Once a QCFractal server is running, compute can be attached to it by spinning
qcfractal-manager connect to your
FractalServer instance, adds tasks to a distributed workflow manager, and
pushes complete tasks back to the
qcfractal-server instance. These
qcfractal-manager should be run on either the machine that is executing
the computations or on the head nodes of supercomputers and local clusters.
Distributed Workflow Engines¶
QCFractal supports a number of distributed workflow engines to execute computations. Each of these has strengths and weaknesses depending on the workload, task specifications, and resources that the compute will be executed on. In general, we recommend the following:
For laptops and single nodes: ProcessPoolExecutor
For local clusters: Dask or Parsl
The ProcessPoolExecutor uses built-in Python types and requires no additional
libraries while Dask requires
dask_jobqueue (Dask Distributed Docs, Dask Jobqueue Docs); and Parsl requires
parsl (Parsl Docs)
Using the Command Line¶
The CLI + YAML config file is the current recommended way to start and run Fractal Queue Managers
At the moment only ProcessPoolExecutor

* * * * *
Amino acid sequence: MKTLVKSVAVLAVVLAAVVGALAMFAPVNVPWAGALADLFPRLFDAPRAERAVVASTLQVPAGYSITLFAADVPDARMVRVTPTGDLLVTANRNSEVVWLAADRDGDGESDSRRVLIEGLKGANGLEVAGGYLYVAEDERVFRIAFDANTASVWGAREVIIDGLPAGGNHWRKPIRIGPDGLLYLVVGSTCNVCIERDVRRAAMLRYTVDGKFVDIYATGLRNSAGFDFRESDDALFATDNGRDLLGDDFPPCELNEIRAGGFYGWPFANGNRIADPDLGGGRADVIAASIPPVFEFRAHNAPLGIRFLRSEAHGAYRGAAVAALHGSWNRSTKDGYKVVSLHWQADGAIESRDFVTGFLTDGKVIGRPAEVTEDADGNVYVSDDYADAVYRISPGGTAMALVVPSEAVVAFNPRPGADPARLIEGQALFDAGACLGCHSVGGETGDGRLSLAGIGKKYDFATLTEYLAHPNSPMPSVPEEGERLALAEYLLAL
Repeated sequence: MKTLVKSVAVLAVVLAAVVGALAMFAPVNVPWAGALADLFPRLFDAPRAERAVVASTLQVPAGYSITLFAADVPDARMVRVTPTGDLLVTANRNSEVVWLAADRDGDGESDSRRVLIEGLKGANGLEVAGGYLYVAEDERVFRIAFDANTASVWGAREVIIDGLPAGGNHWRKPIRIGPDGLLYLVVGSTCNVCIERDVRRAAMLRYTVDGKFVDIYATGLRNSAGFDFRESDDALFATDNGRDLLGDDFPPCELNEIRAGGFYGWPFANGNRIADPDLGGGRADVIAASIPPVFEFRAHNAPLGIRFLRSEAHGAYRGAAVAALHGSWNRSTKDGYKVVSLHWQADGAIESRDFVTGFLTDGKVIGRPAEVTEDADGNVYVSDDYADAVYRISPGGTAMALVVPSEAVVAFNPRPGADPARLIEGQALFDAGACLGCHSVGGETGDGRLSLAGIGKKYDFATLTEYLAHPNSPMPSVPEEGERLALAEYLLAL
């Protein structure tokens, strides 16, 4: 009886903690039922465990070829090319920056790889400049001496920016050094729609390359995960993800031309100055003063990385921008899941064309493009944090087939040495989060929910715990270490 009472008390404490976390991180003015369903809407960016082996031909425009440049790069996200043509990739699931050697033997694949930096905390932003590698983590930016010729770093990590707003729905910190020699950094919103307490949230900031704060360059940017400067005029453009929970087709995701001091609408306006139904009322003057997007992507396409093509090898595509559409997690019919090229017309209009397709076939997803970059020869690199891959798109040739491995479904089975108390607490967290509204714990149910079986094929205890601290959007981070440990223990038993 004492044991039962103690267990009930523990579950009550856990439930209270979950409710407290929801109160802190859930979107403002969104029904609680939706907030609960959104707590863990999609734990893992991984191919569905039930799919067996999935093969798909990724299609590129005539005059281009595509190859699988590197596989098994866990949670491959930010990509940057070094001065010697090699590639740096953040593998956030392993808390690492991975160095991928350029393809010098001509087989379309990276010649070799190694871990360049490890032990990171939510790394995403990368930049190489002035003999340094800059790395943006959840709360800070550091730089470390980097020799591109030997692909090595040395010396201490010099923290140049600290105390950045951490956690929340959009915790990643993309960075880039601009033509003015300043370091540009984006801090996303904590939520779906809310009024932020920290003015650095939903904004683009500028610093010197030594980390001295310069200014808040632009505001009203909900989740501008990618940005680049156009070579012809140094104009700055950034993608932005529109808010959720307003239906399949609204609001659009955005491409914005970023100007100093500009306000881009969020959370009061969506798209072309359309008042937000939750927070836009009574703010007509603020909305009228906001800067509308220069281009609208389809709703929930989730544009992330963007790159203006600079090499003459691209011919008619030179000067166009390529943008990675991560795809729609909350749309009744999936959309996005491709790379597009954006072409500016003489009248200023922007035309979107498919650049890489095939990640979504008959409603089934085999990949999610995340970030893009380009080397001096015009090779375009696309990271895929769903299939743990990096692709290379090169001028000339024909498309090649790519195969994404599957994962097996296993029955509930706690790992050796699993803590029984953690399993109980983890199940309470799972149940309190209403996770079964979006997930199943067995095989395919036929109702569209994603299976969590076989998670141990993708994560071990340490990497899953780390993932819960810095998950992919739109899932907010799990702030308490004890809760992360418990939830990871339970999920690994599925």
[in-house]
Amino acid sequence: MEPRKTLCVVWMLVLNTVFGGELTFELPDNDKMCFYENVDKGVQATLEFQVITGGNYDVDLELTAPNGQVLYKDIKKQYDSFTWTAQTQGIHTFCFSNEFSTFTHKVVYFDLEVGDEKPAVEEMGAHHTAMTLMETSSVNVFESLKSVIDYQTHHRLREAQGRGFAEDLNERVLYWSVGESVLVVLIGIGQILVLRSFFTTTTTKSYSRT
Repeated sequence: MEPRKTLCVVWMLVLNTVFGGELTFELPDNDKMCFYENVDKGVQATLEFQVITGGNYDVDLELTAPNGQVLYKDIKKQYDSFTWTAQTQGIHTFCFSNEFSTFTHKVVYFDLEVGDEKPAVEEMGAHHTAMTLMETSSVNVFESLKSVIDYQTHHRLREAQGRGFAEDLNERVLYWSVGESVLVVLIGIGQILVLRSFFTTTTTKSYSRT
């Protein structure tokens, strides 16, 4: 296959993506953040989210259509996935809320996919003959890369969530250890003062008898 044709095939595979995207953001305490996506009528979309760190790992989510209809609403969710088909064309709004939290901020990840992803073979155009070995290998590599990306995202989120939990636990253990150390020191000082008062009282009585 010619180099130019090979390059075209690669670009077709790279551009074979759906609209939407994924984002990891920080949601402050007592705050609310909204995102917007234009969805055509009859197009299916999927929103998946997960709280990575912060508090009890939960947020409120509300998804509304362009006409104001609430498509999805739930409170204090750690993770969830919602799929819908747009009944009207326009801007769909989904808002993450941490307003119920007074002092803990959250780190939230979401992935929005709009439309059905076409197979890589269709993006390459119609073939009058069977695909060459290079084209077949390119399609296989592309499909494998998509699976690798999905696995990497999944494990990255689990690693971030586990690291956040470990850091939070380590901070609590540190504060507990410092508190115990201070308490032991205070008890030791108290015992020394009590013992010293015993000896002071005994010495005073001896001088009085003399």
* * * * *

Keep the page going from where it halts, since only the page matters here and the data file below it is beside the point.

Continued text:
qcfractal-manager can be spun up purely
from the command line as other distributed workflow managers require
additional setup through a YAML config file.
For the full docs for setting up a Manager, please see the Manager documentation pages.
qcfractal-manager using a ProcessPoolExecutor:
$ fractal-manager executor [I 190301 10:45:50 managers:118] QueueManager: [I 190301 10:45:50 managers:119] Version: v0.5.0 [I 190301 10:45:50 managers:122] Name Information: [I 190301 10:45:50 managers:123] Cluster: unknown [I 190301 10:45:50 managers:124] Hostname: qcfractal.local [I 190301 10:45:50 managers:125] UUID: 0d2b7704-6ac0-4ef7-b831-00aa6afa8c1c [I 190301 10:45:50 managers:127] Queue Adapter: [I 190301 10:45:50 managers:128] <ExecutorAdapter client=<ProcessPoolExecutor max_workers=8>> [I 190301 10:45:50 managers:131] QCEngine: [I 190301 10:45:50 managers:132] Version: v0.6.1 [I 190301 10:45:50 managers:150] Connected: [I 190301 10:45:50 managers:151] Version: v0.5.0 [I 190301 10:45:50 managers:152] Address: https://localhost:7777/ [I 190301 10:45:50 managers:153] Name: QCFractal Server [I 190301 10:45:50 managers:154] Queue tag: None [I 190301 10:45:50 managers:155] Username: None [I 190301 10:45:50 managers:194] QueueManager successfully started. Starting IOLoop.